Americans like explanations. It’s an important part of our pragmatic culture.
I often notice that when we don’t know the reason why we often spit out some sort of fatalistic explanation. It doesn’t hold much theological water, but it makes us feel better in the midst of those storms of uncertainty.
- “This just must be what God meant to happen.”
- “Somehow it’s all going to work out in the end.”
- “I trust that all these things that are happening to me are God’s will”
There are lots of problems with this kind of thinking and believing. Let me just present you with a few examples from the Bible that challenge us to be actively engaged in our life of faith and might perhaps help us understand why things don’t always work out the way we hoped…
James 5:16 – Confess your sins to each other and pray for each other so that you may be healed. The earnest prayer of a righteous person has great power and produces wonderful results. Seeking forgiveness and praying for others produces results. It changes the way things are. Our spiritual activity can alter the course of our lives.
Mark 6:5-6 – And because of their unbelief, he couldn’t do any miracles among them except to place his hands on a few sick people and heal them. And he was amazed at their unbelief. Jesus is ministering in his own hometown and he can’t do what he wants to do – perform miracles, change people’s lives, show people how much God loves them. Why? Because they don’t believe. Our lack of faith can prevent God’s plans from happening.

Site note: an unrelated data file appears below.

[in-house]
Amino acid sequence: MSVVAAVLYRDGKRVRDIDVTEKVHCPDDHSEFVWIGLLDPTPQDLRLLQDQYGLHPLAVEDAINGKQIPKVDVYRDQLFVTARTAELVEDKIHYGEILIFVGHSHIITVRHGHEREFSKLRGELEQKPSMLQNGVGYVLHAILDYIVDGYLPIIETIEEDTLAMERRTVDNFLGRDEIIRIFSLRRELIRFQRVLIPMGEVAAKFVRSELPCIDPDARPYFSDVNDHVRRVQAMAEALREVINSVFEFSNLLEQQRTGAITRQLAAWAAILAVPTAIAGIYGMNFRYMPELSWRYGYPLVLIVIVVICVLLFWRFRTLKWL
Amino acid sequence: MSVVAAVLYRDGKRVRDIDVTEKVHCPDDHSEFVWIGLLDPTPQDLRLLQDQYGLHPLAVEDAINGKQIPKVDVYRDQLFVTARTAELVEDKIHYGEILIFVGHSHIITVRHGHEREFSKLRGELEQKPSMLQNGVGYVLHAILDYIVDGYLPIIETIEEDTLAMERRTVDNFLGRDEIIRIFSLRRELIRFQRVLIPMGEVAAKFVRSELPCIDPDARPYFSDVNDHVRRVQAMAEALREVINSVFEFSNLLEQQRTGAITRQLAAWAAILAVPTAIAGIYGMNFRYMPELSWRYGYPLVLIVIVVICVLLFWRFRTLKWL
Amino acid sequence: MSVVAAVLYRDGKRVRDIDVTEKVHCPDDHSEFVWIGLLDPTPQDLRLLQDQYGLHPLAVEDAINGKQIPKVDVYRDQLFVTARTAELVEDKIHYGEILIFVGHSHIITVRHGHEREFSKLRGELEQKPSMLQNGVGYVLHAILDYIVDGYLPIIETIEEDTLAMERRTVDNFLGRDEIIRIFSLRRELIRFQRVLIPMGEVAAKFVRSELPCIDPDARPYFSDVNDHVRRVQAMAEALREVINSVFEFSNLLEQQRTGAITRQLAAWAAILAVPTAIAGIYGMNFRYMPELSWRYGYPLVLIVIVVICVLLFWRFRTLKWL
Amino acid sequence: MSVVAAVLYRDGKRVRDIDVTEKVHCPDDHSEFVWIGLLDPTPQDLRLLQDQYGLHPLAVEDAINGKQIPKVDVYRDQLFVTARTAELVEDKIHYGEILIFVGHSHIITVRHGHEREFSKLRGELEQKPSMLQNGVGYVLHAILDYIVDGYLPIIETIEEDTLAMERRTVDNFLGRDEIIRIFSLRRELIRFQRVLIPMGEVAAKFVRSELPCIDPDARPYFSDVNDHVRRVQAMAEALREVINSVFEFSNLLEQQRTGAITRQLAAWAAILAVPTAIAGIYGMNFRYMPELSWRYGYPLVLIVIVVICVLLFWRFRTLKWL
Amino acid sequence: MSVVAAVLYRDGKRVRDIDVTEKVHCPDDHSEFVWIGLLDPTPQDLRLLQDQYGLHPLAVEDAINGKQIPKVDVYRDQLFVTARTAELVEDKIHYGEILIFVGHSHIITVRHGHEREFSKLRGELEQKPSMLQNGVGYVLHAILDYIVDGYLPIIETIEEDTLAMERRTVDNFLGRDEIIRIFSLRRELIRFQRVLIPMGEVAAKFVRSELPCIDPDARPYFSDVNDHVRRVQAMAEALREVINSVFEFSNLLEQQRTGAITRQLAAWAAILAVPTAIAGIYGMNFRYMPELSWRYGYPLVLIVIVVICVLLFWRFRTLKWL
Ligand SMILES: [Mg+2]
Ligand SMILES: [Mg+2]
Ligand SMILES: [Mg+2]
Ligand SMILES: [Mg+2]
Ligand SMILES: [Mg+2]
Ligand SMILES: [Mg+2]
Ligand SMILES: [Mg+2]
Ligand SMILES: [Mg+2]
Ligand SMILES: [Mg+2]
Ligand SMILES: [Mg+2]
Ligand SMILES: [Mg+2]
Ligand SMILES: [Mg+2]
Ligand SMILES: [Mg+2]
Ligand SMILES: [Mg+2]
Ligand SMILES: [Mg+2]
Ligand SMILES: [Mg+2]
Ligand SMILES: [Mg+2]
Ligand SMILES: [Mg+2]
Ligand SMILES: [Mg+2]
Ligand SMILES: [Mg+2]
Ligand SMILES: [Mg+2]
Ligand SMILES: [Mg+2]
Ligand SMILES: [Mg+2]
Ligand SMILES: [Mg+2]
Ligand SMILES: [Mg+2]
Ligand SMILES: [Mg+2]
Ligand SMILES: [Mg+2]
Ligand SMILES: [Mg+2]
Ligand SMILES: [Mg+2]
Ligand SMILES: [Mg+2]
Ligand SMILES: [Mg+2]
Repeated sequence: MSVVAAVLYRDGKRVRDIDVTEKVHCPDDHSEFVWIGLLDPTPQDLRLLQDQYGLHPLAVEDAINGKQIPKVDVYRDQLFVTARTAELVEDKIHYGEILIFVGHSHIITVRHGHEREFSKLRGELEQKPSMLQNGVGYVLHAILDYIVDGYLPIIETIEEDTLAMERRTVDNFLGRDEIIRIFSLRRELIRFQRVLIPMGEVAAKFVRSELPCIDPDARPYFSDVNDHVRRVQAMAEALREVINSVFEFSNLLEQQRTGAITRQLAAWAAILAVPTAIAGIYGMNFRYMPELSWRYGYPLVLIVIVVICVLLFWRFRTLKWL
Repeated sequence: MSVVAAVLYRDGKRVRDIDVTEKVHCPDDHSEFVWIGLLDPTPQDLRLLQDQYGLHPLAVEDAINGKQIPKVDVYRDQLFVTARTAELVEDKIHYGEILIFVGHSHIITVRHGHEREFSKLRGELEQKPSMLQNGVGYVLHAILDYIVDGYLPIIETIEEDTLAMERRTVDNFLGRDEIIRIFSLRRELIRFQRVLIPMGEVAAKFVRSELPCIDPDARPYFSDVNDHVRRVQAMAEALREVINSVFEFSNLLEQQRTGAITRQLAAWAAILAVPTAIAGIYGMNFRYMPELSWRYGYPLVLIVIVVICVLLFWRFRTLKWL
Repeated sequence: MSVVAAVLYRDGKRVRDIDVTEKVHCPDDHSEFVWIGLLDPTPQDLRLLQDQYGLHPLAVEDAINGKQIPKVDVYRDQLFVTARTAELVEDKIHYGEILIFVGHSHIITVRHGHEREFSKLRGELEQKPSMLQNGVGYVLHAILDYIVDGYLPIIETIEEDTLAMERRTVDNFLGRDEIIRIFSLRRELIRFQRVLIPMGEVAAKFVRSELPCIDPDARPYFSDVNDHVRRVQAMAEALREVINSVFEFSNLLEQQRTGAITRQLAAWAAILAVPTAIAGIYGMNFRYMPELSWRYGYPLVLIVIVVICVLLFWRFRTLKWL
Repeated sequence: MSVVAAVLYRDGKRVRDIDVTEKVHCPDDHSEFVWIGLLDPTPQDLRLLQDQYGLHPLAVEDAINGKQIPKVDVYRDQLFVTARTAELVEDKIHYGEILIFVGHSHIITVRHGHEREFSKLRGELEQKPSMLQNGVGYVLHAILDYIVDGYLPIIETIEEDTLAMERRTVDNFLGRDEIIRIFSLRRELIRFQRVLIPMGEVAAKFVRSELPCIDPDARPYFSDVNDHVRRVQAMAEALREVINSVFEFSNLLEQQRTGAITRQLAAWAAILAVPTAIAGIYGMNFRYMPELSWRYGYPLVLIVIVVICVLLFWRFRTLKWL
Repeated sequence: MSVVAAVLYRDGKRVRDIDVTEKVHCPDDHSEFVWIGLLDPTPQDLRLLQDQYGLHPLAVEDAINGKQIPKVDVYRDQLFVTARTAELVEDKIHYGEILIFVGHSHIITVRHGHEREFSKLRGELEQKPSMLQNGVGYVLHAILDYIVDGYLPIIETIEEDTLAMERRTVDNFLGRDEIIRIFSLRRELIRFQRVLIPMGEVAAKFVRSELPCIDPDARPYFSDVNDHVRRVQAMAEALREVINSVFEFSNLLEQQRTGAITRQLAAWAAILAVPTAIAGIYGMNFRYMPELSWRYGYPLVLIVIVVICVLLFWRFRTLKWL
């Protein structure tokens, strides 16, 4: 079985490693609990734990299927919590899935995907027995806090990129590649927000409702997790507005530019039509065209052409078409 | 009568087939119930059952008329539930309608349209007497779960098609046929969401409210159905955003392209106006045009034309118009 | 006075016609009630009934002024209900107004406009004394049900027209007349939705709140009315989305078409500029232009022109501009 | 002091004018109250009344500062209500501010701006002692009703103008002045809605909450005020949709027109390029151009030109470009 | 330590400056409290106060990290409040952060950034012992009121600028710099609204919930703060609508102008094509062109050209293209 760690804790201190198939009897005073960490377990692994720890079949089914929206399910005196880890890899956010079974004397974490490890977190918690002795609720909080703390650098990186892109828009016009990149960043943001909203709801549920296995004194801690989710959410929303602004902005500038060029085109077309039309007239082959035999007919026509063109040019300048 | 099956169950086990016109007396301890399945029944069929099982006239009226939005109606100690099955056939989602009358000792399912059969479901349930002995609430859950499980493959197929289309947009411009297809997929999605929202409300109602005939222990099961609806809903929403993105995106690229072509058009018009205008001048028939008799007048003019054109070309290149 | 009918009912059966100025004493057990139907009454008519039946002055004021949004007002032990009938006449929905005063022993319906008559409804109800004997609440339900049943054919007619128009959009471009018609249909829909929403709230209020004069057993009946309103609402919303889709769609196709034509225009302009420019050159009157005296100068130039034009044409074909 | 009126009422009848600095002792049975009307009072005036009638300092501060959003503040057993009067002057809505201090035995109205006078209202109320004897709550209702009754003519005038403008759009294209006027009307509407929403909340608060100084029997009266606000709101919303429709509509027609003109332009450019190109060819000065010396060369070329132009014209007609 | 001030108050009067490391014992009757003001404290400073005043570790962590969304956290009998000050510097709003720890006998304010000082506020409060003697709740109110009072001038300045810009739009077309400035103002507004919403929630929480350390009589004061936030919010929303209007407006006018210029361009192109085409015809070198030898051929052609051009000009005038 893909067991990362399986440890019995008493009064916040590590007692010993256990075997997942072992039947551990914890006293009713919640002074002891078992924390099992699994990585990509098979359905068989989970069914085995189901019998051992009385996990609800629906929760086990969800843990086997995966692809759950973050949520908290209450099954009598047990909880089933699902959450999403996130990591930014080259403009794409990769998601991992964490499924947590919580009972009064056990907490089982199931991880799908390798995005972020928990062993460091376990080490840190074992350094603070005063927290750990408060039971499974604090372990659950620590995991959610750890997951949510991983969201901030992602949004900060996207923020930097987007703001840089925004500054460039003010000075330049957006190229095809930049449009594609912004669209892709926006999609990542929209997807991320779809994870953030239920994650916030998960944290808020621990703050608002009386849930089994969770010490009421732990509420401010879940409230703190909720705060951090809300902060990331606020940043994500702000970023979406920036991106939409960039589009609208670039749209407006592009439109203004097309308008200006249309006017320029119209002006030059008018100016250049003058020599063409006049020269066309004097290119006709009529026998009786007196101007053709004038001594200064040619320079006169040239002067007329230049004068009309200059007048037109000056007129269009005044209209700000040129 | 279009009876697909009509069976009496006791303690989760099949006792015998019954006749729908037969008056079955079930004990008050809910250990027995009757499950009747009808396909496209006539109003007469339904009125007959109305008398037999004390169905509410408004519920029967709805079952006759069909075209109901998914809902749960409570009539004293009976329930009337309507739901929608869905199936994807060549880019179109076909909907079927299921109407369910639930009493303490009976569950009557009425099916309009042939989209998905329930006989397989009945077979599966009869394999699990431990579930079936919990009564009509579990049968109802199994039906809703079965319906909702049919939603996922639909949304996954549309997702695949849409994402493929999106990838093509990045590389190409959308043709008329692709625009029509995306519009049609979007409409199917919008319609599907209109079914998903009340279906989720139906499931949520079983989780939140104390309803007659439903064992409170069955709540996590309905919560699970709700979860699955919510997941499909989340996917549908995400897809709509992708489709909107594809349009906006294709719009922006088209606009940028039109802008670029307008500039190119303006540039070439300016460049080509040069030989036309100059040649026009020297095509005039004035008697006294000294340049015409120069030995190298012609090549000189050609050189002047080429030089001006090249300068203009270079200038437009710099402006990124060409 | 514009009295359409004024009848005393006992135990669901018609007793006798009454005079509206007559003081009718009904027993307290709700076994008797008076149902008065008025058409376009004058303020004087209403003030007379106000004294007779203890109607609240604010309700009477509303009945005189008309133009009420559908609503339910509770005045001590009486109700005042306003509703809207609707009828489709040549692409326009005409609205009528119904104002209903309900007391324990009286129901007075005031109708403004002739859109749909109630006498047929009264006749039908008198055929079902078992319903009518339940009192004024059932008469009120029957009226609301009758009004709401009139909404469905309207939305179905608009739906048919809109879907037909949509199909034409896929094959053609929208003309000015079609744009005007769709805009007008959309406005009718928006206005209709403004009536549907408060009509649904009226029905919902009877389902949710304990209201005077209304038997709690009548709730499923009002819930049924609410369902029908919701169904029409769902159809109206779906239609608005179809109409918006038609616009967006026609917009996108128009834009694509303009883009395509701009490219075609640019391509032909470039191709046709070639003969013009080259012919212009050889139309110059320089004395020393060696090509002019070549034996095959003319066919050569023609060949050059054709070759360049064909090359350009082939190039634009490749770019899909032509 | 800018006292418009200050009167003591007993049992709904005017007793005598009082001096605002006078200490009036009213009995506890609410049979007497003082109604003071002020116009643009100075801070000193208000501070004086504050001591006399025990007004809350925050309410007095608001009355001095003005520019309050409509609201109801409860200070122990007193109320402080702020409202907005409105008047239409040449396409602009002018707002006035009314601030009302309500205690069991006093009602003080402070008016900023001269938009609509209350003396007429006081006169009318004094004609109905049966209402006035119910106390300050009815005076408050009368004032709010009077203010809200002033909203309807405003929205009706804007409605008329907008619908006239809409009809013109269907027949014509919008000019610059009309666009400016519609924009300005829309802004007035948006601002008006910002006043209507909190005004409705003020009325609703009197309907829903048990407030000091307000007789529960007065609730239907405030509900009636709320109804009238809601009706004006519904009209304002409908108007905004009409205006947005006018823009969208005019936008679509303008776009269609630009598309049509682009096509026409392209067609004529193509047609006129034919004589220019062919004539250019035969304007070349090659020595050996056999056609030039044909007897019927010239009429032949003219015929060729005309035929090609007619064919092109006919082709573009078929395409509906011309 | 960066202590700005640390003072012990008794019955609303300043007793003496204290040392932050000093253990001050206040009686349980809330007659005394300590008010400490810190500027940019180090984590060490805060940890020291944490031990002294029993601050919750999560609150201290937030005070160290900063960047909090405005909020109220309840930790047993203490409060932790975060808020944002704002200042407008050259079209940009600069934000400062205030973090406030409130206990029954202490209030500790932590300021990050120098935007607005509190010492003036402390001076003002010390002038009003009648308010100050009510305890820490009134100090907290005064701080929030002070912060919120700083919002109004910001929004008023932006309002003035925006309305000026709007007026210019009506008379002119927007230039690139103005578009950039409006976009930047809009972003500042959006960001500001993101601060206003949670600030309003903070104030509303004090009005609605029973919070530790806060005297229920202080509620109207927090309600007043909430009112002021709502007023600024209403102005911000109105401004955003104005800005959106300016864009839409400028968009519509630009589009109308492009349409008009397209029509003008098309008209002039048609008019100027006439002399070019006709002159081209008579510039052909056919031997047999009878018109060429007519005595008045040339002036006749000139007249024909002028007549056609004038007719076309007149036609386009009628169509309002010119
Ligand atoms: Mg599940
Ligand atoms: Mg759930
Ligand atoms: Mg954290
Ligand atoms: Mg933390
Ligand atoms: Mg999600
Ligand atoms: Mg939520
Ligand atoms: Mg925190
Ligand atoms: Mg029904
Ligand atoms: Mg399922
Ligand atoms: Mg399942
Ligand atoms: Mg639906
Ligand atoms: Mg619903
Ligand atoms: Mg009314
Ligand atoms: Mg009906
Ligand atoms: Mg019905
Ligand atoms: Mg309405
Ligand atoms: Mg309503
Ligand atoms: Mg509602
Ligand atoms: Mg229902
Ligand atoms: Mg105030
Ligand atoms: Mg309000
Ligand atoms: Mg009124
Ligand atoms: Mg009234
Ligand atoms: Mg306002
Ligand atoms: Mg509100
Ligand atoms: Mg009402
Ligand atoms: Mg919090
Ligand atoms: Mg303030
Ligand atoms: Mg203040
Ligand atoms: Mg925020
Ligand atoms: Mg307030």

Luke 18:1 – One day Jesus told his disciples a story to show that they should always pray and never give up. This is the story about the persistent widow who badgered a mean and heathen judge day and night for justice. He finally gave in just because she was bothering him. Jesus says, So don’t you think God will surely give justice to his chosen people who cry out to him day and night? Will he keep putting them off? I tell you, he will grant justice to them quickly! He concludes by warning that he fears he will return to earth and find that not many will have kept the faith. Justice comes as a result of our persistence. We are persistent because we have faith. We have faith because we put it to use by being persistent (??).
The Christian faith is not a fatalistic experience at all. Jesus taught that we are to be fully engaged in bringing about transformation in our own lives and in the lives of everyone around us. It happens because we have faith, faith that acts. And maybe it doesn’t happen, not because that’s the way it was meant to be…but because we didn’t have the faith.
If you’re praying for rain, then why aren’t you taking an umbrella with you each day?
What good is it, dear brothers and sisters, if you say you have faith but don’t show it by your actions? – James 2:14